Is loyalty dead?

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Last Word: Is loyalty dead?

Lexpert, June 2006

by Marzena Czarnecka

You don’t have to tell lawyers that loyalty’s dead. They know, none better. Clients who used to send all-but-conflict work (and sometimes even that) are asking for RFPs and spreading the work among competing firms. Articling students laugh at guaranteed hireback; associates are looking out for number one, and partners… don’t get partners started on their disloyal, firm-hopping, file-snitching, credit-hogging colleagues. (Or, in Atlantic Canada–firm-hopping offices. Can ya’ imagine the scuttlebut on Bay Street if the Toronto office of, say, Ogilvy Renault did a secret merger with, oh, Torys? I’m not saying it’s in the works… but in today’s world, can you tell me it wouldn’t happen?) Loyalty’s dead and lawyers, among others, have killed it themselves.

Yet… they don’t really act like it, do they? And not just lawyers–business across the board hasn’t quite figured out how to operate in a loyalty-free universe. But let’s stick to the devil we know best: Canada’s major law firms still act as if they buy the loyalty myth. They spend $150,000 or so a head to train new lawyers who they know will take that training across the street. They take clients to concerts, hockey games and–in the Wild West anyway–the rodeo, knowing full well that same client will be picking up that same freebie from someone else next week. And most practice full disclosure of all of their competitive secrets to partners who are increasingly likely to end up in the enemy’s… I mean, competitor’s, camp. (Heck, before they change teams, they’re often sharing more than they ought to as they ride up and down the elevators in First Canadian Place).

They don’t do this out of a misguided sense of chivalry (chivalry in law firms… don’t get me started). They do this, frankly, because it’s what they did back when many articling students stayed with the firm until they became partners, the departure of high-level partners was a scandal not a fact of life, and clients only left if you really, really pissed them off. They do this because, when the fabric of loyalty started to fray, it seemed that behaviours like this should rebuild it. In other words, they do it, because they don’t know what else to do.

And what can they do? Exploit students and young lawyers without training them (not that some don’t do that anyway already) so that they are guaranteed to leave with really bad memories of the firm? Keep partners ignorant of, inter alia, a firm’s financial performance and long-term competitive strategy, is a surefire way to disenfranchise them from the firm long before they decide to leave. And client loyalty… that exists only in markets in which clients have no alternatives.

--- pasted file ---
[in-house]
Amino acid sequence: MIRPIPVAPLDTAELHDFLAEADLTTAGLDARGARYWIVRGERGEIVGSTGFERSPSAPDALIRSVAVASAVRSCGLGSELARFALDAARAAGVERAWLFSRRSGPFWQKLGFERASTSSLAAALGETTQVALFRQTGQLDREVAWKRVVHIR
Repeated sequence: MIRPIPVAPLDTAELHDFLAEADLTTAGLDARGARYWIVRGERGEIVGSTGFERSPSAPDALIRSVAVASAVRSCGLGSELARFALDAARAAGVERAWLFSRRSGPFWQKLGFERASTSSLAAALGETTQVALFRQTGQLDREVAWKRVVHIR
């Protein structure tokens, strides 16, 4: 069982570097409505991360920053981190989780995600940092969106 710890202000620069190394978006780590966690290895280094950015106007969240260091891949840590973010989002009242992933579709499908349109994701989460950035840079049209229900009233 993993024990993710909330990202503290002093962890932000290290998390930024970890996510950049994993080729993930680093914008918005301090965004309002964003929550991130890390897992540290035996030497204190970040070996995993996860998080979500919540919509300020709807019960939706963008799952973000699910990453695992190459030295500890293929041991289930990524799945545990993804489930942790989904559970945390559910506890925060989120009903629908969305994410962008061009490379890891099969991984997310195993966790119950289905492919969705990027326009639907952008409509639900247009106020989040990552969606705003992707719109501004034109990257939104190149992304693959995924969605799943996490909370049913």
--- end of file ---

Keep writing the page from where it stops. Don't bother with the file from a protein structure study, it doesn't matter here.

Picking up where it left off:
Actually, client loyalty is the easy part of the puzzle–at least if you interpret client loyalty as getting about half of the client’s most high-margin, high-profile work. (That is as law firms increasingly understand client loyalty–they are learning.) Superlative service, leading edge advice, competitive fees delivered via personable lawyers who build strong relationships with those fickle clients is what makes clients slightly less fickle. (Most law firms have number three covered, do pretty well at number two, are struggling with number one, and number four… the firm that gets those lawyers–and figures out how to keep them forever and ever–wins. Which brings us to the hard part of the loyalty puzzle.)

Let’s leave the junior spectrum out of the equation for now–expecting a 22-year-old to feel any loyalty to the first firm she works at is, well, as goofy as it sounds; the best a law firm can hope for is gratitude for good training and perhaps a bridge unburned a decade or so later in the lawyer’s career. But partner loyalty… that’s a biggie in this fluid market. Granted, the market isn’t quite as mobile as it was five or even three years ago, when keeping track of whether Beth and Mike were at Borden this, Milner that or McCarthy Tetrault (at least McT wasn’t changing its name every other month) was a full-time job, and betting on when Rick would move–and where–the favourite past-time of the profession (of course, with John Black about to enter the races, we may see a new spike in firm hopping…). Still, law firms know many of their partners will leave, some with their blessing… most with a book of business that until their departure formed a part of the firm’s wealth.

So what to do? “Increasing” partner loyalty, frankly, doesn’t seem to be an option, because, as the firms get larger, increasing the loyalty of one or two partners often comes at the expense of alienating one or two dozen. All the tools business uses to snap golden handcuffs on its top performers–profit sharing in its various guises key among them–obviously don’t apply to the profession (and there is some question whether they work for business in the new disloyal business paradigm). Attempts to mitigate against partner mobility by trying to turn Bob’s clients into the firm’s clients are frustrated by clients’ increased commitment to protecting their own self-interest… and Bob’s own unwavering commitment to making sure his clients think of him first. Firm-first behaviour? Not when the firm is clearly plotting against me, thank you.

What firms need to do is tap into that core of disloyalty, which really is loyalty to self, and make it work for firm. My vision: a herd of selfish partners selfishly working together for selfish goals that kinda’ coincide.
Oh wait. Isn’t that how law firms work already? Loyalty’s dead? Long live loyalty.

Marzena Czarnecka is very loyal. To, inter alia, self. And yes, those two words are all the Latin she knows.

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